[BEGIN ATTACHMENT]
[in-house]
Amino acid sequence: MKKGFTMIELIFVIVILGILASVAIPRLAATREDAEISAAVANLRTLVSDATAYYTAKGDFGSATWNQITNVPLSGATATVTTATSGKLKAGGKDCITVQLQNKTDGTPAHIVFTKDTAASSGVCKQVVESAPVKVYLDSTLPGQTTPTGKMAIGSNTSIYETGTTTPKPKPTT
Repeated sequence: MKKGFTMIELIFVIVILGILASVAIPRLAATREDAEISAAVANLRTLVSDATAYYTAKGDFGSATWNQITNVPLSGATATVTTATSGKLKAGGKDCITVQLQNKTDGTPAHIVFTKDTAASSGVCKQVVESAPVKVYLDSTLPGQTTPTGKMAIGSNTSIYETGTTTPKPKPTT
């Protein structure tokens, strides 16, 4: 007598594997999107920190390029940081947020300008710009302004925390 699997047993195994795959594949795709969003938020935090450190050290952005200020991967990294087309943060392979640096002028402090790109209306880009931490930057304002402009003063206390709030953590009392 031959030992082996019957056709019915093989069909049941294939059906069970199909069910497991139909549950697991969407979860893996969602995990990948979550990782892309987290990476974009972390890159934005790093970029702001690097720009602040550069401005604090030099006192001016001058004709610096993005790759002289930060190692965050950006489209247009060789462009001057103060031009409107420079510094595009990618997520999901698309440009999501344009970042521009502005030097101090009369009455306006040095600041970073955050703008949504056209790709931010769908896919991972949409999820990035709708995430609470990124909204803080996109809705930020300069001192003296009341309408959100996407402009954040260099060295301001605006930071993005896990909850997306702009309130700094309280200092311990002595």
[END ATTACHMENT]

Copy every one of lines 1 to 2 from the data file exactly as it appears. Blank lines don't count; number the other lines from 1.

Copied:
[in-house]
Amino acid sequence: MKKGFTMIELIFVIVILGILASVAIPRLAATREDAEISAAVANLRTLVSDATAYYTAKGDFGSATWNQITNVPLSGATATVTTATSGKLKAGGKDCITVQLQNKTDGTPAHIVFTKDTAASSGVCKQVVESAPVKVYLDSTLPGQTTPTGKMAIGSNTSIYETGTTTPKPKPTT